Although once a mainstay of drug discovery efforts within the pharmaceutical industry, enthusiasm for the use of natural products as a starting point for the development of new medicines has steadily declined since the early 1990s. As a consequence, many companies have opted to jettison their natural product screening programs in favor of high-throughput synthesis and combinatorial chemistry, approaches that have ultimately failed to deliver on their early promise. Yet despite their deprioritization, > 60% of all small molecule drugs in current clinical use can trace their origins back to natural product scaffolds. There is now an increasing realization that these privileged structures represent the optimal starting point for the development of clinically viable assets. Here, we outline the current state-of-the-art in antimicrobial natural product drug discovery, with a specific focus on how the emerging field of synthetic biology is delivering the tools and technologies required to unlock the therapeutic potential of natural products. We illustrate how these approaches are circumventing many of the problems that have historically plagued conventional screening programs, enabling the expedient discovery of new molecules with novel functions, and the design and development of therapeutically optimized ‘unnatural’ natural products.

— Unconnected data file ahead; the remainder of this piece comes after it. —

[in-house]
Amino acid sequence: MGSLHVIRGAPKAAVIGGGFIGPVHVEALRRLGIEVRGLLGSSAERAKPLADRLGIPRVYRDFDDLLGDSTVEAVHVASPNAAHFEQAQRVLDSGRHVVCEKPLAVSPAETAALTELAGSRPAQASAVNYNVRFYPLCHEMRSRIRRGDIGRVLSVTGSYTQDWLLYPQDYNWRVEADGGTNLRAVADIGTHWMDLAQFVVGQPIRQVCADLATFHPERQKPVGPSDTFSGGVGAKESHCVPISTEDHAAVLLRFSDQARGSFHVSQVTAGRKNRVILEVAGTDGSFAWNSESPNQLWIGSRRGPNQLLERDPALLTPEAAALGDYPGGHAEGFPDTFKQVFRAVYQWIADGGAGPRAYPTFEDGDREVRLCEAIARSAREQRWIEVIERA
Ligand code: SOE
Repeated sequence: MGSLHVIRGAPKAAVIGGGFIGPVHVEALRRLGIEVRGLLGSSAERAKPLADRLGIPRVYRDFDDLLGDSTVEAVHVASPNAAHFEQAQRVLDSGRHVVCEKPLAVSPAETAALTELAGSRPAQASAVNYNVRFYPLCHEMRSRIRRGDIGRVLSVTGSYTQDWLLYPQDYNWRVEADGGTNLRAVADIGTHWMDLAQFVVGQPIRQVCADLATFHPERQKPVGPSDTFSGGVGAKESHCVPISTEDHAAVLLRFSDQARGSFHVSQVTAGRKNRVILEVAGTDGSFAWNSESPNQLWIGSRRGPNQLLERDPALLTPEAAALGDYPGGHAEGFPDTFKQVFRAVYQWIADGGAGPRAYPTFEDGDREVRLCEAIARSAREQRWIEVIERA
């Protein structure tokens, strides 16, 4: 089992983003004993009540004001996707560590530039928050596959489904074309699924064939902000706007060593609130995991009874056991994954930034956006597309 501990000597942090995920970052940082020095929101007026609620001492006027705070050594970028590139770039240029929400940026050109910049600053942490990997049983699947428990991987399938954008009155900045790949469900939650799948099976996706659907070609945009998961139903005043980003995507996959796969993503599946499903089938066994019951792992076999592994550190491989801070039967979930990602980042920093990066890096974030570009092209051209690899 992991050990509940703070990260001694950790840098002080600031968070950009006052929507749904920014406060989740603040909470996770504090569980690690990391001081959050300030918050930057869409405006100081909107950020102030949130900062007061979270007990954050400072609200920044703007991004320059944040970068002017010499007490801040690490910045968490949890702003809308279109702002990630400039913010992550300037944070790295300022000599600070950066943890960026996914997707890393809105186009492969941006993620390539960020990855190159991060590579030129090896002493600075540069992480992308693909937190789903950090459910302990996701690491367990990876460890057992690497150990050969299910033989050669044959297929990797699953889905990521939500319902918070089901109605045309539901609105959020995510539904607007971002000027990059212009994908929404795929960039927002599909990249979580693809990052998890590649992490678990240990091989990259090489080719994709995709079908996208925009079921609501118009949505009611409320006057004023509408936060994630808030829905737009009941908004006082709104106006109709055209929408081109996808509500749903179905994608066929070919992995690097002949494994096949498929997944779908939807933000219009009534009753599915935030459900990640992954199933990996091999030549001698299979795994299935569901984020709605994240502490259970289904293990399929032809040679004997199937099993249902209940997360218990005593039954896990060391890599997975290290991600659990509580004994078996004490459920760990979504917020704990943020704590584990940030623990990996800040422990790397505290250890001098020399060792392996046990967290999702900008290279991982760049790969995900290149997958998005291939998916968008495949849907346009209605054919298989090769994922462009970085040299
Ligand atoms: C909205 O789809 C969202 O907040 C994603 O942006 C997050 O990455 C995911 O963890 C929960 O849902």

|Journal||International Biopharmaceutical Industry|
|Publication status||Published - 5 Oct 2020|
- Bristol BioDesign Institute
- Synthetic biology